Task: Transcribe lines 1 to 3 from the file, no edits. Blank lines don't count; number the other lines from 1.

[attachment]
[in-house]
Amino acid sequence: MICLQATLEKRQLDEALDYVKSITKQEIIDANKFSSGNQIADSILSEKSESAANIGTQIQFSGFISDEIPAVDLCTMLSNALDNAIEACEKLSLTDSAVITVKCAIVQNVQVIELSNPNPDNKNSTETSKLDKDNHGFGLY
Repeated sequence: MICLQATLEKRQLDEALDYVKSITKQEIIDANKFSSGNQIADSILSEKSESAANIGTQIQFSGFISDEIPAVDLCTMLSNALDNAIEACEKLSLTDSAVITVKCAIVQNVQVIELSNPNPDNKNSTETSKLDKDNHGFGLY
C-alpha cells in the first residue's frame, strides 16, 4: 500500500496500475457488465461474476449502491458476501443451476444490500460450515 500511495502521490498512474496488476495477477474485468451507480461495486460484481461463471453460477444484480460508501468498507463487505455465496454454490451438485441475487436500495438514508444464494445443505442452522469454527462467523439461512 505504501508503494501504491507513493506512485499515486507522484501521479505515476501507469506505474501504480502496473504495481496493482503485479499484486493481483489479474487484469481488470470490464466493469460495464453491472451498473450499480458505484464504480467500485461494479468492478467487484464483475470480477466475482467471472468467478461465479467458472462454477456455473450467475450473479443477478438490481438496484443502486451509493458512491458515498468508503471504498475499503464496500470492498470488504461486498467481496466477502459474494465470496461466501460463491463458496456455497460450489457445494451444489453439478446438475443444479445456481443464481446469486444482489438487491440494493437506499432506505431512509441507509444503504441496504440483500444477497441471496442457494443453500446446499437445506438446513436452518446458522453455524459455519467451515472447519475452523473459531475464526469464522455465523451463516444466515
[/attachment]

[in-house]
Amino acid sequence: MICLQATLEKRQLDEALDYVKSITKQEIIDANKFSSGNQIADSILSEKSESAANIGTQIQFSGFISDEIPAVDLCTMLSNALDNAIEACEKLSLTDSAVITVKCAIVQNVQVIELSNPNPDNKNSTETSKLDKDNHGFGLY
Repeated sequence: MICLQATLEKRQLDEALDYVKSITKQEIIDANKFSSGNQIADSILSEKSESAANIGTQIQFSGFISDEIPAVDLCTMLSNALDNAIEACEKLSLTDSAVITVKCAIVQNVQVIELSNPNPDNKNSTETSKLDKDNHGFGLY